The role of the court is not "to weigh the evidence and determine the truth of the matter" but rather "to determine whether there is a genuine issue for trial." Liberty Lobby, 477 U.S. at 249. A genuine issue for trial exists only when "there is sufficient evidence favoring the nonmoving party for a jury to return a verdict for that party." Id. "If the evidence is merely colorable or is not significantly probative, summary judgment may be granted." Id. at 249-50 (citations omitted). When reviewing a motion for summary judgment, the court must "resolve all factual disputes and competing, rational inferences in the light most favorable'" to the nonmoving party. Rossignol v. Voorhaar, 316 F.3d 516, 523 (4th Cir. 2003) (quoting Wightman v. Springfield Terminal Ry. Co., 100 F.3d 228, 230 (1st Cir. 1996)).


A. Hostile Work Environment Claim

To defeat summary judgment on a hostile work environment claim, a plaintiff must establish a prima facie case by demonstrating that the harassing conduct was (1) unwelcome, (2) because of her sex, (3) "sufficiently severe or pervasive to alter the conditions of her employment and create an abusive atmosphere, " and (4) imputable to her employer. Walker v. Mod-U-Kraf Homes, LLC, 775 F.3d 202, 207-08 (4th Cir. 2014). USPS does not dispute that the harassment Ms. Kim experienced was unwelcome. Thus, the first element of the prima facie case is not at issue.[5] Rather, USPS argues that the Court should grant summary judgment on Ms. Kim's hostile work environment claim because she cannot establish that (1) the conduct she complains of is based on sex, (2) such conduct is sufficiently severe or pervasive, or (3) any discriminatory conduct would be imputable to USPS.

Ms. Kim describes several incidents of harassment that occurred between 2007 and 2010, while she was working under the supervision of Mr. Nieradka. The first incident occurred one evening in March 2007, when Mr. Nieradka yelled and swore at Ms. Kim over the phone for supposedly informing another employee that Mr. Nieradka would not attend a business trip. (Kim Dep. 30:23-31:1, ECF No. 13-1; First Investigative Aff. 21, ECF No. 13-2.) Ms. Kim next cites three incidents in 2008. First, in January, Mr. Nieradka sent her an email expressing his disappointment that she had not informed him of information related to a supplier. (First Investigative Aff. 40, ECF No. 13-2.) Second, later in the spring of 2008, Mr. Nieradka gave Ms. Kim permission to skip a teleconference but then reprimanded her and a male employee when they did not attend. (Id. at 23.) Third, in May 2008, Ms. Kim objected to some negative comments on her mid-year performance evaluation. (Id. at 24.) Mr. Nieradka became angry and told Ms. Kim she had "no idea what he could do to [her] if he wanted to." (Id.) When Ms. Kim asked what he meant, he said she did not want to find out. (Id.) More than one year later, in August 2009, Mr. Nieradka emailed Ms. Kim after a teleconference, directing her to copy him on all of her emails. (Id. at 49.) He had become embarrassed during the teleconference when he did not have sufficient knowledge about a particular project, and he felt that Ms. Kim should have kept him informed. (Id.)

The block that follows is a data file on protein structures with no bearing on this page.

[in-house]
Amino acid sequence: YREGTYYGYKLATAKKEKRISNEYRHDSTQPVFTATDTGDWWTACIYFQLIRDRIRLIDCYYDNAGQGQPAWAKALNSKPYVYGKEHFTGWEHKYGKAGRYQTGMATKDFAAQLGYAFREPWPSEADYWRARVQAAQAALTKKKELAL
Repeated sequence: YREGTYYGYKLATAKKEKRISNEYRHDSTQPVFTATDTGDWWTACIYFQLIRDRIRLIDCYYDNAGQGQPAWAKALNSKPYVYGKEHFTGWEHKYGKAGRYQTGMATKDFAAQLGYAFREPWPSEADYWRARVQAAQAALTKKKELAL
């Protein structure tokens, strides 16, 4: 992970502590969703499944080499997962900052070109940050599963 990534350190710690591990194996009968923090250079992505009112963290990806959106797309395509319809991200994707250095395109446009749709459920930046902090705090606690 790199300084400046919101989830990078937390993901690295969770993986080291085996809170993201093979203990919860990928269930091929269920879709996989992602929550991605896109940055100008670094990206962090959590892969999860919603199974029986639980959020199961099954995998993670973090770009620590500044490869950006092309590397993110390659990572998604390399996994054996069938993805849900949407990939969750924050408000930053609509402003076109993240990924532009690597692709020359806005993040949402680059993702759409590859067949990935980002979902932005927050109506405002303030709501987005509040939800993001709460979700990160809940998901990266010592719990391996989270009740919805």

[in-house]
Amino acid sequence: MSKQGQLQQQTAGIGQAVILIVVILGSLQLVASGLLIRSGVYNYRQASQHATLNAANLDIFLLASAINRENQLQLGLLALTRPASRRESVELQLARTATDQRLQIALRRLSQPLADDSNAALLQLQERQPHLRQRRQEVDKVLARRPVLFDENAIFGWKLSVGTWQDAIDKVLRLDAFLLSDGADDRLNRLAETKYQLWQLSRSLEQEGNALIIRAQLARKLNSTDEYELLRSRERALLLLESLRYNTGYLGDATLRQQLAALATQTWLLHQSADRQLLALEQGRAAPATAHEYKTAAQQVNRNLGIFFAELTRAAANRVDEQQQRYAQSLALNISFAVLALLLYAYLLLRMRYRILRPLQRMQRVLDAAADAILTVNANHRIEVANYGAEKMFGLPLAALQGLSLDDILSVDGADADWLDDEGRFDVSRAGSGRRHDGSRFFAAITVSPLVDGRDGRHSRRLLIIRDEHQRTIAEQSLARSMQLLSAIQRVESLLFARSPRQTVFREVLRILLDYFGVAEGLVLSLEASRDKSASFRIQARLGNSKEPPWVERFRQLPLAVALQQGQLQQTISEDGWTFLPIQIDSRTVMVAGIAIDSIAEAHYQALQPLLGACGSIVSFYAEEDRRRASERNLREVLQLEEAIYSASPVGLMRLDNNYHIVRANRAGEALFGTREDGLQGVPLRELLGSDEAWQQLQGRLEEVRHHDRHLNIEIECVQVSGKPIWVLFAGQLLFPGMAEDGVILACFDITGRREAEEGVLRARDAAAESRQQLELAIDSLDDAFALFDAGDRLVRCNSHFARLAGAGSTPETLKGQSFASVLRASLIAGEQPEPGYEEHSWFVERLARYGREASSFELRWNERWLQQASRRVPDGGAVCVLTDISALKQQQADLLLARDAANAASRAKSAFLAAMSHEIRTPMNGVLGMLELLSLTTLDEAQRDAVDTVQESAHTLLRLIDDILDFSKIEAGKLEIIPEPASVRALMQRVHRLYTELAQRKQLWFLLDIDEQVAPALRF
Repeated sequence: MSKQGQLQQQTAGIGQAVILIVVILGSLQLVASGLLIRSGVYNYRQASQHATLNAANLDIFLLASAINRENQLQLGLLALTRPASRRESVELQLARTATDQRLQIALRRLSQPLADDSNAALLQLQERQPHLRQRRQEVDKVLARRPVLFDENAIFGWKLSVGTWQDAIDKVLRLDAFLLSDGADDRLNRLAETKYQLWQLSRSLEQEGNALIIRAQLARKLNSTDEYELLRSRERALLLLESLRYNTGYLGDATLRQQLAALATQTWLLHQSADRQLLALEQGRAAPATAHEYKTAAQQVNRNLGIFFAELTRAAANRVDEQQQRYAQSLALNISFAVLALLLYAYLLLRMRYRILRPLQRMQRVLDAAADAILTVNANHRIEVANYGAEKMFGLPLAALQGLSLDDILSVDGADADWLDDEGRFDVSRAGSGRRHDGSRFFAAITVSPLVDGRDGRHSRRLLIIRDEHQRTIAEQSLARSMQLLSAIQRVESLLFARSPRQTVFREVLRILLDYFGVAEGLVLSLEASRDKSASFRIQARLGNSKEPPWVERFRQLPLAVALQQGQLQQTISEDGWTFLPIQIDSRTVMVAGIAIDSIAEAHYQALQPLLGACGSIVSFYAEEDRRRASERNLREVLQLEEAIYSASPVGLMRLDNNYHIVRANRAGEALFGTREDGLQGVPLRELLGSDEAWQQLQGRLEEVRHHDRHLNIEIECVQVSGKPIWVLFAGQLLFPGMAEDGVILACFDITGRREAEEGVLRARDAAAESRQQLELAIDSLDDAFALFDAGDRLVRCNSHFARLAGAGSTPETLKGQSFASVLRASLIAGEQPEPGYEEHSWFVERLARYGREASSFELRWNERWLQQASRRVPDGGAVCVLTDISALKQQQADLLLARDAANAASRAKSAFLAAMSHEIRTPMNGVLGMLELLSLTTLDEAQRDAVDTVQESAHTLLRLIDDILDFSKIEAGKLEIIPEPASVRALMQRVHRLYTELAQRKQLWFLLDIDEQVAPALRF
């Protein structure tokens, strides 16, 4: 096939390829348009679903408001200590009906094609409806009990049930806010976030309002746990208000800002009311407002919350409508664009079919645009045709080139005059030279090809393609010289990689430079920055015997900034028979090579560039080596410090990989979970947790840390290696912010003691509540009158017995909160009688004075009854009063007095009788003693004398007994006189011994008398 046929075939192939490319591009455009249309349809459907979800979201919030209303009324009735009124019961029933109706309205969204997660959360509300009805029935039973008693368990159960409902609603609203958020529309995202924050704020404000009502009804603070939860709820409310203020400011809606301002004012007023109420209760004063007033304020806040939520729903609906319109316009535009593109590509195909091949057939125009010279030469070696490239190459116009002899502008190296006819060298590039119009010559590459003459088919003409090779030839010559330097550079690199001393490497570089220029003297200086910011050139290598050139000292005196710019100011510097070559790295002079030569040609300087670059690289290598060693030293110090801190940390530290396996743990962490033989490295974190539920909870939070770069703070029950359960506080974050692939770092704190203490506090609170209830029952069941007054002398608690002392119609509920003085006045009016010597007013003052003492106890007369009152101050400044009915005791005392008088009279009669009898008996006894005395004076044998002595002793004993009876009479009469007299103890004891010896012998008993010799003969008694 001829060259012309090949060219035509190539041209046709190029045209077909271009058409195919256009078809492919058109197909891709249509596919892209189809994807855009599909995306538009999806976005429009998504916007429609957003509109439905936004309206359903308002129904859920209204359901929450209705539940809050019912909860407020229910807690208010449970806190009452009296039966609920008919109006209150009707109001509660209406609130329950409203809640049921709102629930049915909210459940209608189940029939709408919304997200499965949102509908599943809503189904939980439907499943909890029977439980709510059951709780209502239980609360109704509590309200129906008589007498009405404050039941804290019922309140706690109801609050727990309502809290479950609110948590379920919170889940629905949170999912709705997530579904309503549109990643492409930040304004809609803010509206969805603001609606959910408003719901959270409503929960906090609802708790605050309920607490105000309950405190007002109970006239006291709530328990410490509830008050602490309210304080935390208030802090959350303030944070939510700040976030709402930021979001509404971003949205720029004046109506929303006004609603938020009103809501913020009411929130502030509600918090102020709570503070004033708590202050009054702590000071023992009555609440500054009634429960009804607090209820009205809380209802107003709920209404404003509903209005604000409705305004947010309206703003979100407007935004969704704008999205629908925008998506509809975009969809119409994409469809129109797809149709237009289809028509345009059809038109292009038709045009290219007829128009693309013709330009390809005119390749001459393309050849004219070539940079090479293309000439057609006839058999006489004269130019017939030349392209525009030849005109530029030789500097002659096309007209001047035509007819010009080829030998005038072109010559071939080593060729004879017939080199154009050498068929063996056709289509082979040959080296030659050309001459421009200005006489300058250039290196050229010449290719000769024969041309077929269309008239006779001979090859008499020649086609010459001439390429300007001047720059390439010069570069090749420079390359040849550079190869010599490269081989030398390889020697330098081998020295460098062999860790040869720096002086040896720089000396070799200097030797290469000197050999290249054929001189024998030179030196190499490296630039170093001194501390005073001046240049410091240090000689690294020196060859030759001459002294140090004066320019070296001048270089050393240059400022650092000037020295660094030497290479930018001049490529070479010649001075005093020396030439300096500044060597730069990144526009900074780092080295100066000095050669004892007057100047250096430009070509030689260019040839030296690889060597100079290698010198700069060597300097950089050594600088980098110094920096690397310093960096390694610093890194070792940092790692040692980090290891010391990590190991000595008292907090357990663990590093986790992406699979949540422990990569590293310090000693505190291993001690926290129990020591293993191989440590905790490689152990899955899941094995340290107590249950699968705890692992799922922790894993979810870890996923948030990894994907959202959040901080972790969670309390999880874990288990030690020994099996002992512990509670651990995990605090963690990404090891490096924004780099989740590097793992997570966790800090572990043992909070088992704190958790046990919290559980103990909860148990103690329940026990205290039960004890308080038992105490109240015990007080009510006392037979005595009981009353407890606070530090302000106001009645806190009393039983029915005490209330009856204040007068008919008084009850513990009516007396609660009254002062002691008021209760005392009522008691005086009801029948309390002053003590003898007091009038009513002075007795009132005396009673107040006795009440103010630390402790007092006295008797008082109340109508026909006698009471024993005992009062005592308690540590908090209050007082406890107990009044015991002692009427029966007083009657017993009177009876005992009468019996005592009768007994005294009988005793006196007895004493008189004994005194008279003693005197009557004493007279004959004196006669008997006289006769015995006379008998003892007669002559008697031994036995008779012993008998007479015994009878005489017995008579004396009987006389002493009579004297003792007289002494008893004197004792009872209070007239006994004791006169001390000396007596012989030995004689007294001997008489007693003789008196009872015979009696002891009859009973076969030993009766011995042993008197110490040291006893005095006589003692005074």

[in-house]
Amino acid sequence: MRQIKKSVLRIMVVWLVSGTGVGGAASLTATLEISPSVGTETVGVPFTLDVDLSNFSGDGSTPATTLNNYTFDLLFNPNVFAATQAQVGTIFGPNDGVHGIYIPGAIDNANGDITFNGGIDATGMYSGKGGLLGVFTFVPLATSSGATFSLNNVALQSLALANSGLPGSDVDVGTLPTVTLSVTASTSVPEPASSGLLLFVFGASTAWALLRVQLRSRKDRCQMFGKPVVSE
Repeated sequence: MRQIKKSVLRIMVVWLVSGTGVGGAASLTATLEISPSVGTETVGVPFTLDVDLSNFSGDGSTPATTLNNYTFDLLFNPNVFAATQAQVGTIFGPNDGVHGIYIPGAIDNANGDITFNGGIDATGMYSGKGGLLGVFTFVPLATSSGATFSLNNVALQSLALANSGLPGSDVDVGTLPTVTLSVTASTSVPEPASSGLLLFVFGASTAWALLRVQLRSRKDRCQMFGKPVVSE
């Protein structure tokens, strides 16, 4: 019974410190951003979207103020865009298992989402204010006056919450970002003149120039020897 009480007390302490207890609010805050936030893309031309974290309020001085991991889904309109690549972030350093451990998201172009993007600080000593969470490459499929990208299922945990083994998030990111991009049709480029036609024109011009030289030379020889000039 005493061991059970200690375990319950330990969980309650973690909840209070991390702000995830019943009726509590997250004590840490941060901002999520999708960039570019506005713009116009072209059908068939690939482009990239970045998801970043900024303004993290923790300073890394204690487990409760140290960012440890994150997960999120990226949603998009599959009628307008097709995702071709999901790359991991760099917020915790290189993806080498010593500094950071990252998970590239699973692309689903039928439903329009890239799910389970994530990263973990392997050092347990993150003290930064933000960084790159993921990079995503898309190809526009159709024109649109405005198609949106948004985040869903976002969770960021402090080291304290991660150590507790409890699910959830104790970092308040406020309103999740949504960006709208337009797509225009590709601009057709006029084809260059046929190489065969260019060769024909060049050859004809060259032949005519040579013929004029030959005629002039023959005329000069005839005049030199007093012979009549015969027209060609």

In addition to the five incidents outlined above, which spanned from 2007 to 2009, Ms. Kim cites several incidents in 2010. In January, Mr. Nieradka and Ms. Scharffbillig made a weather-related joke during a teleconference that Ms. Kim felt was "obviously directed" at her. (Id. at 52.) In May, Ms. Kim requested to take leave the day before her telecommute day, but Mr. Nieradka denied her request. (See id. at 85.) Instead, he asked her to either work on the day she requested off or come into the office on the day she typically telecommuted. (See id.) In June, Mr. Nieradka told Ms. Kim not to send text messages on her phone before the start of a meeting. (Id. at 28.) Voices were raised, and Ms. Kim became so upset that she left the meeting and left work early. (Id. at 29.) Later in June, Ms. Kim waited for Mr. Nieradka to return from vacation before updating him about a conversation. (Id.) Mr. Nieradka "came unglued and started ranting and raving, " upset she did not inform him sooner. (Id.) In July, on the day of an important audit, Mr. Nieradka required all employees to come to the office but did not come to the office himself. (Id. at 30.) Ms. Kim, who had come to the office on her telecommute day, was upset Mr. Nieradka had taken leave and also postponed a project deadline without informing her. (Id.) ...